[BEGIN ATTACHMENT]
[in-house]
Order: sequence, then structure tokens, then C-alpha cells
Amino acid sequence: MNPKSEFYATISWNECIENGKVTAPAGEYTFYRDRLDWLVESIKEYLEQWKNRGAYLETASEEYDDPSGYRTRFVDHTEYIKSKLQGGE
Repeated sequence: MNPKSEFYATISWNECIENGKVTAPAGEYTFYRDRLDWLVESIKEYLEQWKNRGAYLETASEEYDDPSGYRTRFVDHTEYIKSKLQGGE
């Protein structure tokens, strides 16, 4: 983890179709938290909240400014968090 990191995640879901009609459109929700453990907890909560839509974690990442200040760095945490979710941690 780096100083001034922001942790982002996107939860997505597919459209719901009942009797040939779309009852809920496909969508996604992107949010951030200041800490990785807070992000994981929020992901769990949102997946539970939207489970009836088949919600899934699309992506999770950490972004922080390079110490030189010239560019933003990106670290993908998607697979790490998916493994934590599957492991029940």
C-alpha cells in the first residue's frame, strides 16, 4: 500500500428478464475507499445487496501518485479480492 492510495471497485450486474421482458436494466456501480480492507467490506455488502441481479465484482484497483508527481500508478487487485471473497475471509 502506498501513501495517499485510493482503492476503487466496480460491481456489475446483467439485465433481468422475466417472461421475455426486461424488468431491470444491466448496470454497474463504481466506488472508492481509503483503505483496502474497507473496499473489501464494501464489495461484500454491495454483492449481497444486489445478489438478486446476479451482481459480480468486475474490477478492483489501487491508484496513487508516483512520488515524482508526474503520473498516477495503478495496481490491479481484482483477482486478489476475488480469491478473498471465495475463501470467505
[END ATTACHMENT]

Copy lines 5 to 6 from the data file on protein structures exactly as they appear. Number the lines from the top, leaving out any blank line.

């Protein structure tokens, strides 16, 4: 983890179709938290909240400014968090 990191995640879901009609459109929700453990907890909560839509974690990442200040760095945490979710941690 780096100083001034922001942790982002996107939860997505597919459209719901009942009797040939779309009852809920496909969508996604992107949010951030200041800490990785807070992000994981929020992901769990949102997946539970939207489970009836088949919600899934699309992506999770950490972004922080390079110490030189010239560019933003990106670290993908998607697979790490998916493994934590599957492991029940």
C-alpha cells in the first residue's frame, strides 16, 4: 500500500428478464475507499445487496501518485479480492 492510495471497485450486474421482458436494466456501480480492507467490506455488502441481479465484482484497483508527481500508478487487485471473497475471509 502506498501513501495517499485510493482503492476503487466496480460491481456489475446483467439485465433481468422475466417472461421475455426486461424488468431491470444491466448496470454497474463504481466506488472508492481509503483503505483496502474497507473496499473489501464494501464489495461484500454491495454483492449481497444486489445478489438478486446476479451482481459480480468486475474490477478492483489501487491508484496513487508516483512520488515524482508526474503520473498516477495503478495496481490491479481484482483477482486478489476475488480469491478473498471465495475463501470467505